Shadow Home Secretary Yvette Cooper has confirmed that Labour would scrap the Tories’ target to get net migration below 100,000.
In 2010, Prime Minister David Cameron had pledged to get the annual figure down to “tens of thousands” before the next General Election.
But with just over seven months remaining until polling day, the Conservative Party has admitted it will now be difficult to meet the target.
Speaking at the Labour Party Conference last week, Mrs Cooper said that the policy had skewed the Government’s entire approach to immigration.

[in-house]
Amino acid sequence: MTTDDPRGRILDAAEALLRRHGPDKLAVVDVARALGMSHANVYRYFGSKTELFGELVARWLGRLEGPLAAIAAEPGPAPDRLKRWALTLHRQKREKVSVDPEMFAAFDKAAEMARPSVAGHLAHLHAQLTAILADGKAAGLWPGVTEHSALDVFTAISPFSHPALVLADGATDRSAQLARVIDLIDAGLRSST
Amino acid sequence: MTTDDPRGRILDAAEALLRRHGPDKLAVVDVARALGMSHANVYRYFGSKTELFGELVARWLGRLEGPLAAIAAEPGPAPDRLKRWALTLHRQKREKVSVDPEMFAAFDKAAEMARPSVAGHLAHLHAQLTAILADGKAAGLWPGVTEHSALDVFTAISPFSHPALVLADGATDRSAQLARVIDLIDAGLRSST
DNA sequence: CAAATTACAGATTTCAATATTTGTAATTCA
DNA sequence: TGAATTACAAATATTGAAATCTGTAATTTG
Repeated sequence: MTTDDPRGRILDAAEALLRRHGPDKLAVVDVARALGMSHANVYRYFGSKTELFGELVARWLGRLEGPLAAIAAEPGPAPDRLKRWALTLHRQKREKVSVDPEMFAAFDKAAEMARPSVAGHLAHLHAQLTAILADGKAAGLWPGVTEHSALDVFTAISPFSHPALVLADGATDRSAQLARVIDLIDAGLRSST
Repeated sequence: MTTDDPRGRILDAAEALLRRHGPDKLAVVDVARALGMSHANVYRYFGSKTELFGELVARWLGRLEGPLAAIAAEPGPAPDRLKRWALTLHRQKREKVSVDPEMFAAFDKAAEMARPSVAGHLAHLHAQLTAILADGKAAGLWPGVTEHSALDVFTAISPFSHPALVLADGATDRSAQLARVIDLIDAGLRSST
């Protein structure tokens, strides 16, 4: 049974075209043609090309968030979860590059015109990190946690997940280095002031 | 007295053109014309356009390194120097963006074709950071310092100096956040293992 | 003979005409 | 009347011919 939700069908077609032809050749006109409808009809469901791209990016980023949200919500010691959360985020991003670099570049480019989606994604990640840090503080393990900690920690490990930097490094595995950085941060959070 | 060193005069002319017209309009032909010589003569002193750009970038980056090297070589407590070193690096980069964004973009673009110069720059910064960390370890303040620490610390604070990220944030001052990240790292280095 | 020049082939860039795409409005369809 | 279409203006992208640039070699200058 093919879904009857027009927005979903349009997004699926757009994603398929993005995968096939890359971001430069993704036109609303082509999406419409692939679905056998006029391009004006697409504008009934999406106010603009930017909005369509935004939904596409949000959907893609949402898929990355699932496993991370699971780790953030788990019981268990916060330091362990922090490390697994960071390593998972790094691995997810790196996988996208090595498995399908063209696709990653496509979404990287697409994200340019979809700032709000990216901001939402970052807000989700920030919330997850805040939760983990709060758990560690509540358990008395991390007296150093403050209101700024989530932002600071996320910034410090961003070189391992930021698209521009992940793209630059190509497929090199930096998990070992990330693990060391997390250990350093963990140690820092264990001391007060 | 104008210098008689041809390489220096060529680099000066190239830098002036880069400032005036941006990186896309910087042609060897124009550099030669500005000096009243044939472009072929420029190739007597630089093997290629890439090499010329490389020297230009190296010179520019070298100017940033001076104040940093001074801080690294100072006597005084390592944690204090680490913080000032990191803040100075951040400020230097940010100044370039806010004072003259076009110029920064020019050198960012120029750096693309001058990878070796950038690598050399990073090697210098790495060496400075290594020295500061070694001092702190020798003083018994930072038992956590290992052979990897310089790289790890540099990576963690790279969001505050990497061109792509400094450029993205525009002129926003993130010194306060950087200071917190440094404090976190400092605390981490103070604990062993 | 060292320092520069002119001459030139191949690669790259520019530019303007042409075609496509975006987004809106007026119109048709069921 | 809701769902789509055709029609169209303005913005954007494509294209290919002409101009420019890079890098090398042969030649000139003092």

In particular she was concerned that the target did not draw any distinctions between different types of migrants, with overseas students, asylum seekers and low-skilled workers being treated as if they were all the same.
“We would not have a net migration target because choosing net migration to focus on is the wrong thing,” the MP told delegates in Manchester.
“We think immediately what should happen is that students, international university students, should be taken out of the net migration target straight away.
“What you should instead have is a series of different controls and targets for different kinds of immigration.”
However, Mrs Cooper also conceded that the last Labour government had made mistakes over its own immigration policy and said the party would press for radical reform of free movement within the EU.